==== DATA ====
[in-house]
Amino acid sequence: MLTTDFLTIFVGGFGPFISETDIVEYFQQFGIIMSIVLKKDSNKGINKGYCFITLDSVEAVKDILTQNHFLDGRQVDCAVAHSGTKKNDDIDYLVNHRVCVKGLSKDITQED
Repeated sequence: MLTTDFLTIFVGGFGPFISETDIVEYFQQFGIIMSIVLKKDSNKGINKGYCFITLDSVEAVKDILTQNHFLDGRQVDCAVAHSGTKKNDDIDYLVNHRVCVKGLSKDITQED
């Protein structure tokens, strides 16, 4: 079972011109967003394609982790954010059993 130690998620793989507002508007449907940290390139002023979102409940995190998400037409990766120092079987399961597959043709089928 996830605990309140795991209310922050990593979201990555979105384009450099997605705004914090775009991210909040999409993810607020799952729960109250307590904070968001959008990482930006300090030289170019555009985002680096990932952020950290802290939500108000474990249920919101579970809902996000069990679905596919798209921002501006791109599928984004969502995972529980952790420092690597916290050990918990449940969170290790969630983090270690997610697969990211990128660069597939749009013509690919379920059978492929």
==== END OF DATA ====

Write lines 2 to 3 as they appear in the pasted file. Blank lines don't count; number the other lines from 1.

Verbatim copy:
Amino acid sequence: MLTTDFLTIFVGGFGPFISETDIVEYFQQFGIIMSIVLKKDSNKGINKGYCFITLDSVEAVKDILTQNHFLDGRQVDCAVAHSGTKKNDDIDYLVNHRVCVKGLSKDITQED
Repeated sequence: MLTTDFLTIFVGGFGPFISETDIVEYFQQFGIIMSIVLKKDSNKGINKGYCFITLDSVEAVKDILTQNHFLDGRQVDCAVAHSGTKKNDDIDYLVNHRVCVKGLSKDITQED